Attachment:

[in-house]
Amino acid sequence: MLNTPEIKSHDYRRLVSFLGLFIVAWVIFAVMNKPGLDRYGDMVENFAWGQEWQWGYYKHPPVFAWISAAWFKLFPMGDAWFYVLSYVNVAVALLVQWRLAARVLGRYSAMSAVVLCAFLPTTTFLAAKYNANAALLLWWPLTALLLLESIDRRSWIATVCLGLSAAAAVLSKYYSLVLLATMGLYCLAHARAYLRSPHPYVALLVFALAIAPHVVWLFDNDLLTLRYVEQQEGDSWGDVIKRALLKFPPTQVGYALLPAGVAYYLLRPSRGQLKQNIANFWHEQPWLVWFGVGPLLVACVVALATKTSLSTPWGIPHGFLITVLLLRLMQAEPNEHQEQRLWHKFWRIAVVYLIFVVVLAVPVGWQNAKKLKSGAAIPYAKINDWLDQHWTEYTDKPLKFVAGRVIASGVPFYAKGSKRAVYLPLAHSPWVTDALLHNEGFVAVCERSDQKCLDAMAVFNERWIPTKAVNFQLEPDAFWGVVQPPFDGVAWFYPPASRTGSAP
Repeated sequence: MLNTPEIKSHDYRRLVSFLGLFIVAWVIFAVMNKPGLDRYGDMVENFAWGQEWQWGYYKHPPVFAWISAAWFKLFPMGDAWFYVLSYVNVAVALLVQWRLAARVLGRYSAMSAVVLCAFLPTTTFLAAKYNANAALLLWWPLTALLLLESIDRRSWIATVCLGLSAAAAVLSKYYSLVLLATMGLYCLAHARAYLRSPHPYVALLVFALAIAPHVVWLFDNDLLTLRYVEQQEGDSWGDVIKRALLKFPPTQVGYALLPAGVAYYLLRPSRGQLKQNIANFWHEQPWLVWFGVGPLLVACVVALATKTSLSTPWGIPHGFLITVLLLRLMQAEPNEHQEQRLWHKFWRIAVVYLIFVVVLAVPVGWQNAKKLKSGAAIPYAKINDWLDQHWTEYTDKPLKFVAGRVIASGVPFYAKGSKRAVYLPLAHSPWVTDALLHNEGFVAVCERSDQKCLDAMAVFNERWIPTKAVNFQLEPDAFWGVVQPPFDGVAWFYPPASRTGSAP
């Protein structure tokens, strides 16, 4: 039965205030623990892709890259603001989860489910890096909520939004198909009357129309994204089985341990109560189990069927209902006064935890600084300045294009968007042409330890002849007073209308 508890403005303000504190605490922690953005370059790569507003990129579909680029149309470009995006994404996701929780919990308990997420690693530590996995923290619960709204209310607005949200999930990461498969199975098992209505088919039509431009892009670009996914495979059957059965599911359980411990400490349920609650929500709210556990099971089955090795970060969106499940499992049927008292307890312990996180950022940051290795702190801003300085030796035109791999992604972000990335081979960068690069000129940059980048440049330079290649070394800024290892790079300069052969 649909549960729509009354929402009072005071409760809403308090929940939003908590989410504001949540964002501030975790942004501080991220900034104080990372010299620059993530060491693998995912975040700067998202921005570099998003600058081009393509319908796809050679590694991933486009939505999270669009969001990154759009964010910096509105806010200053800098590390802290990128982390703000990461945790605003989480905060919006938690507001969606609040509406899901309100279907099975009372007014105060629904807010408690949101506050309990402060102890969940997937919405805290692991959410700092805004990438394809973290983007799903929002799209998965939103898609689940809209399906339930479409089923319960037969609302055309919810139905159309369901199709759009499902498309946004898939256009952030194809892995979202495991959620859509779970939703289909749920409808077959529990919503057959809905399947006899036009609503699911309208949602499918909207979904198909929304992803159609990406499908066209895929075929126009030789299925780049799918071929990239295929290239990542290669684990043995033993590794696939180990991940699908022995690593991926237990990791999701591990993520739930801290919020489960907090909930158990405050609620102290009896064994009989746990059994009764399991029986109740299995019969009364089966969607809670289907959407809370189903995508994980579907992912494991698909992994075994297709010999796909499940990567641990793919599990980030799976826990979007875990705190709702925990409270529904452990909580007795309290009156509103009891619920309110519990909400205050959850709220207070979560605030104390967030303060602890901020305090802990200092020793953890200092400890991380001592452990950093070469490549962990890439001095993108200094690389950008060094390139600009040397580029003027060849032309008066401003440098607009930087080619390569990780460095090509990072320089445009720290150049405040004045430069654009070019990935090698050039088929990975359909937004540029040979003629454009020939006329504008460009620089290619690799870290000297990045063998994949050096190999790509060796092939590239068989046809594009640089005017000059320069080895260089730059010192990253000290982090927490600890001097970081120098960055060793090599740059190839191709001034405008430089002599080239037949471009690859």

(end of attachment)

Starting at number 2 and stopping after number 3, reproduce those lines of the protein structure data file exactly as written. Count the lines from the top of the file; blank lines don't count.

Amino acid sequence: MLNTPEIKSHDYRRLVSFLGLFIVAWVIFAVMNKPGLDRYGDMVENFAWGQEWQWGYYKHPPVFAWISAAWFKLFPMGDAWFYVLSYVNVAVALLVQWRLAARVLGRYSAMSAVVLCAFLPTTTFLAAKYNANAALLLWWPLTALLLLESIDRRSWIATVCLGLSAAAAVLSKYYSLVLLATMGLYCLAHARAYLRSPHPYVALLVFALAIAPHVVWLFDNDLLTLRYVEQQEGDSWGDVIKRALLKFPPTQVGYALLPAGVAYYLLRPSRGQLKQNIANFWHEQPWLVWFGVGPLLVACVVALATKTSLSTPWGIPHGFLITVLLLRLMQAEPNEHQEQRLWHKFWRIAVVYLIFVVVLAVPVGWQNAKKLKSGAAIPYAKINDWLDQHWTEYTDKPLKFVAGRVIASGVPFYAKGSKRAVYLPLAHSPWVTDALLHNEGFVAVCERSDQKCLDAMAVFNERWIPTKAVNFQLEPDAFWGVVQPPFDGVAWFYPPASRTGSAP
Repeated sequence: MLNTPEIKSHDYRRLVSFLGLFIVAWVIFAVMNKPGLDRYGDMVENFAWGQEWQWGYYKHPPVFAWISAAWFKLFPMGDAWFYVLSYVNVAVALLVQWRLAARVLGRYSAMSAVVLCAFLPTTTFLAAKYNANAALLLWWPLTALLLLESIDRRSWIATVCLGLSAAAAVLSKYYSLVLLATMGLYCLAHARAYLRSPHPYVALLVFALAIAPHVVWLFDNDLLTLRYVEQQEGDSWGDVIKRALLKFPPTQVGYALLPAGVAYYLLRPSRGQLKQNIANFWHEQPWLVWFGVGPLLVACVVALATKTSLSTPWGIPHGFLITVLLLRLMQAEPNEHQEQRLWHKFWRIAVVYLIFVVVLAVPVGWQNAKKLKSGAAIPYAKINDWLDQHWTEYTDKPLKFVAGRVIASGVPFYAKGSKRAVYLPLAHSPWVTDALLHNEGFVAVCERSDQKCLDAMAVFNERWIPTKAVNFQLEPDAFWGVVQPPFDGVAWFYPPASRTGSAP